Conversations For Transformation: Essays Inspired By The Ideas Of Werner Erhard

Conversations For Transformation

Essays By Laurence Platt

Inspired By The Ideas Of Werner Erhard

And More


On Fake Picassos

Exertec, Napa, California, USA

September 7, 2005



This essay, On Fake Picassos, is the companion piece to I am indebted to Scott Grande who inspired this conversation.



There is no sense (as far as I personally am concerned) in pretending that the conversation for transformation started all by itself. Werner Erhard started it. Werner Erhard sources it ongoingly. That's just what's so. Furthermore, I assert recreating the conversation for transformation without acknowledging Werner Erhard as its source is about as underhand as knowingly selling fake Picassos to unsuspecting art collectors.

In case you're concerned that this implies some kind of attachment or possessiveness, bear in mind that when Werner Erhard started the conversation for transformation in March 1971, his stated intention then was that the work would eventually disappear into the fabric of society. He was clear from the get go  the only way to keep  this conversation for transformation would be to give it away

That's how you get to own transformation completely: by giving it away. That's how Werner Erhard saw it and that's what he built into the warp and the weft of the conversation for transformation from the get go: giving it away. So my assertion of Werner Erhard as source isn't a question of possession or ownership. It's a question of origination, authorship, and authenticity.

It's often erroneously postulated that Werner Erhard got what he got from participating in other programs. The implication therein is that Werner Erhard didn't source anything new. It's that he simply rearranged what he already knew ie what he had gotten from participating in other programs, and packaged it more attractively. To be sure, all knowledge even if skewed adds to the overall perspective. However the work Werner Erhard started didn't come from what he knew. It's closer to the truth to say Werner Erhard's work came from what he didn't know. What I would like you to consider like a possibility is the source of Werner Erhard's work is who Werner Erhard is, not what he knows, nor even what he doesn't know (as pivotal as that is), not the programs he's participated in, nor the ones he hasn't participated in. All that stuff is really peripheral to who a human being really is. I'm asking you to consider like a possibility secondarily that the source of Werner Erhard's work is who Werner Erhard really is, then primarily to consider, in that way, that the source of your own life is who you really are.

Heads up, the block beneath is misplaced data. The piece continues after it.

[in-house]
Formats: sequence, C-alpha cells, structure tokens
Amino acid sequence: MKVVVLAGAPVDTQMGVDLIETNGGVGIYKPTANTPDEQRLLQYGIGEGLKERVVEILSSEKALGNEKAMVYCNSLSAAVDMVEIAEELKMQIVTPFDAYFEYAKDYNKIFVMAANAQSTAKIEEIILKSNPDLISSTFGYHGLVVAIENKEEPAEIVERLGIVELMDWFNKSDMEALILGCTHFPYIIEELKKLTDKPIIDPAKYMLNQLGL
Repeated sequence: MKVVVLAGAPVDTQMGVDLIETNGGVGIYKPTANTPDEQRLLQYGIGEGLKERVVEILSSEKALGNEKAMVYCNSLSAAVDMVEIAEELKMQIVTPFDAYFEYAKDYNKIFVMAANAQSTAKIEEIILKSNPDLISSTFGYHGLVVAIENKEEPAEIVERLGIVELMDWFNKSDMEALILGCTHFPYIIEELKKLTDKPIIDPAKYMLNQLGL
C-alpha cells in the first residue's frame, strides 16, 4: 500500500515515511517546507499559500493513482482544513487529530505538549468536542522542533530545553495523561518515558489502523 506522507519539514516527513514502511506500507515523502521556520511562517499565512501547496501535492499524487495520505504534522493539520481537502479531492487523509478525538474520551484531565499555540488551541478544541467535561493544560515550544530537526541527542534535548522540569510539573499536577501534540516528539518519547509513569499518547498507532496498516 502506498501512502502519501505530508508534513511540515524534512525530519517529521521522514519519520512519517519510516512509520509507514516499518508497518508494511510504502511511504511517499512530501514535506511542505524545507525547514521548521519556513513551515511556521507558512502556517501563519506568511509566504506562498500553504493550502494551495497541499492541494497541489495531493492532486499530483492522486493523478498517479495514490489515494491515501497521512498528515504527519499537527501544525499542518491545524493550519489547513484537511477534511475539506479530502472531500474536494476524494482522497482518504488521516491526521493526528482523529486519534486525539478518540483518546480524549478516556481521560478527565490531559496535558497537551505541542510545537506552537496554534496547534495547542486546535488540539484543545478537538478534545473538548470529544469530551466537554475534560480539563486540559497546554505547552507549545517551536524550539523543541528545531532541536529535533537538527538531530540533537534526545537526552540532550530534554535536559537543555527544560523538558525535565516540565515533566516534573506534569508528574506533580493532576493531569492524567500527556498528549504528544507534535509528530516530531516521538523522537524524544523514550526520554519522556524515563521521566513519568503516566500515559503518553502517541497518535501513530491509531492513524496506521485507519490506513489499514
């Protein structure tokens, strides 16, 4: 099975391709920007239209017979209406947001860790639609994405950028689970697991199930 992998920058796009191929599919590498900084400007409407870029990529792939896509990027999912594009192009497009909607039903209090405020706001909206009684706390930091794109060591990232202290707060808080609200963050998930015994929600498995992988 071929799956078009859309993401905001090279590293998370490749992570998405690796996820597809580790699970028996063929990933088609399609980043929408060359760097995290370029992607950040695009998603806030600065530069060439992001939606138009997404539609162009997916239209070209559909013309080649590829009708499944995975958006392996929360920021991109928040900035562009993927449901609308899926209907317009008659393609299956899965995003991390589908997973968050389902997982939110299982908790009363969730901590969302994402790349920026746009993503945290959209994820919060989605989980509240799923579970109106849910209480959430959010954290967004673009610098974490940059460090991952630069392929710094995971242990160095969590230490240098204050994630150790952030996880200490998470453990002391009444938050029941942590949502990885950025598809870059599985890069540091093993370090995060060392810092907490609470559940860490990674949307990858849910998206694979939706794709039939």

It's really a matter of accuracy, integrity, and generosity to acknowledge source. Once you've done that, yourSelf ie your-Self  as source. of your own life is available to you. That's the start of living the life you love instead of having the explanation for why the life you have isn't the life you want. That's the tollbooth token into the conversation for transformation. Historically, before Werner Erhard started the conversation for transformation there wasn't a conversation for transformation. Prior to March 1971 when Werner Erhard started the conversation for transformation, the word transformation  hardly appeared in our day to day vocabulary at all, if ever.

By now, Werner Erhard's conversation for transformation is absorbed into and is included in other programs, sometimes by agreement, sometimes without agreement. It appears in business strategies, in advertising (witness the current MasterCard campaign), in our common language and (for better or for worse) in street talk and in jargon. It has brought together in face to face conversations such diverse opposites as self professed Palestinian terrorists and Israeli Mossad  ie secret police in the Middle East, and as Protestant clergy and Catholic clergy in Northern Ireland. It has presented itself in such unlikely partnerships as with the erstwhile Soviet Union, with the democratized Costa Rica, and with South African mining conglomerates. It's had the brassiness and the verve to dare to take enlightenment to India. It's been delivered to and been gotten by deaf people and blind people. Clearly it isn't limited by the senses. It's delivered in many languages, and when it's delivered in a language not understood by its participants, they get it anyway. People as young as eight years old and as old as in their nineties get value from it. It's tipped the axis of the beingsphere  of millions and millions and millions of people on the planet who have participated in it, who have contributed to it, and who have been touched, moved, and inspired by it. It has totally and inexorably altered what's possible for being for human being.

Werner Erhard started the conversation for transformation and thereby created a context, in effect, like his living room in which you are welcome to visit, to stay as long as you like, and to leave whenever you like, taking with you whatever you find valuable there. The conversation for transformation Werner Erhard started is distinct in that the conversation for transformation itself is transformation. Werner Erhard's conversation for transformation isn't a conversation about  transformation. Werner Erhard's conversation for transformation is  transformation.

That's the distinction between fake Picassos and an authentic masterpiece.

Buyer beware.



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